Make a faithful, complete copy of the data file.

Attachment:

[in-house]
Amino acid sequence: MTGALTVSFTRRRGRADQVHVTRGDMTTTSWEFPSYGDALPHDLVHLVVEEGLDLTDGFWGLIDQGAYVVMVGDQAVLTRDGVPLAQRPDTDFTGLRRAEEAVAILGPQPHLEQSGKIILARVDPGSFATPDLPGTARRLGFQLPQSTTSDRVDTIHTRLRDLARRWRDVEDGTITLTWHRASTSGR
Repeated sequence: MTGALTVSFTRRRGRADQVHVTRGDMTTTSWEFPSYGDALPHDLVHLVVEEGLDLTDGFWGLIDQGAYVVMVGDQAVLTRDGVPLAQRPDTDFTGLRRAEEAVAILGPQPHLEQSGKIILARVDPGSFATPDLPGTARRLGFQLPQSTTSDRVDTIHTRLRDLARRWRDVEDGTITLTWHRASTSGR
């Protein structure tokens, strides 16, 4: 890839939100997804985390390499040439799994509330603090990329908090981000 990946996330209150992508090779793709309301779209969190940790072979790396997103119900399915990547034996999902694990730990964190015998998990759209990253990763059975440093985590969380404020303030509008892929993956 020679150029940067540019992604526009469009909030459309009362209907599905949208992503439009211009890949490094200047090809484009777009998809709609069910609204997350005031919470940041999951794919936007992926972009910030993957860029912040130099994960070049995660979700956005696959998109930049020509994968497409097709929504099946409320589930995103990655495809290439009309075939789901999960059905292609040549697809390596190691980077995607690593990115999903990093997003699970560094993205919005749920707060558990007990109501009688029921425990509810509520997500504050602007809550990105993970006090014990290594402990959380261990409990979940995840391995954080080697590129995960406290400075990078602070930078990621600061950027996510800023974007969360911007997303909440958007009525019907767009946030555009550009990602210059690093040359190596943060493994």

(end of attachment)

[in-house]
Amino acid sequence: MTGALTVSFTRRRGRADQVHVTRGDMTTTSWEFPSYGDALPHDLVHLVVEEGLDLTDGFWGLIDQGAYVVMVGDQAVLTRDGVPLAQRPDTDFTGLRRAEEAVAILGPQPHLEQSGKIILARVDPGSFATPDLPGTARRLGFQLPQSTTSDRVDTIHTRLRDLARRWRDVEDGTITLTWHRASTSGR
Repeated sequence: MTGALTVSFTRRRGRADQVHVTRGDMTTTSWEFPSYGDALPHDLVHLVVEEGLDLTDGFWGLIDQGAYVVMVGDQAVLTRDGVPLAQRPDTDFTGLRRAEEAVAILGPQPHLEQSGKIILARVDPGSFATPDLPGTARRLGFQLPQSTTSDRVDTIHTRLRDLARRWRDVEDGTITLTWHRASTSGR
């Protein structure tokens, strides 16, 4: 890839939100997804985390390499040439799994509330603090990329908090981000 990946996330209150992508090779793709309301779209969190940790072979790396997103119900399915990547034996999902694990730990964190015998998990759209990253990763059975440093985590969380404020303030509008892929993956 020679150029940067540019992604526009469009909030459309009362209907599905949208992503439009211009890949490094200047090809484009777009998809709609069910609204997350005031919470940041999951794919936007992926972009910030993957860029912040130099994960070049995660979700956005696959998109930049020509994968497409097709929504099946409320589930995103990655495809290439009309075939789901999960059905292609040549697809390596190691980077995607690593990115999903990093997003699970560094993205919005749920707060558990007990109501009688029921425990509810509520997500504050602007809550990105993970006090014990290594402990959380261990409990979940995840391995954080080697590129995960406290400075990078602070930078990621600061950027996510800023974007969360911007997303909440958007009525019907767009946030555009550009990602210059690093040359190596943060493994």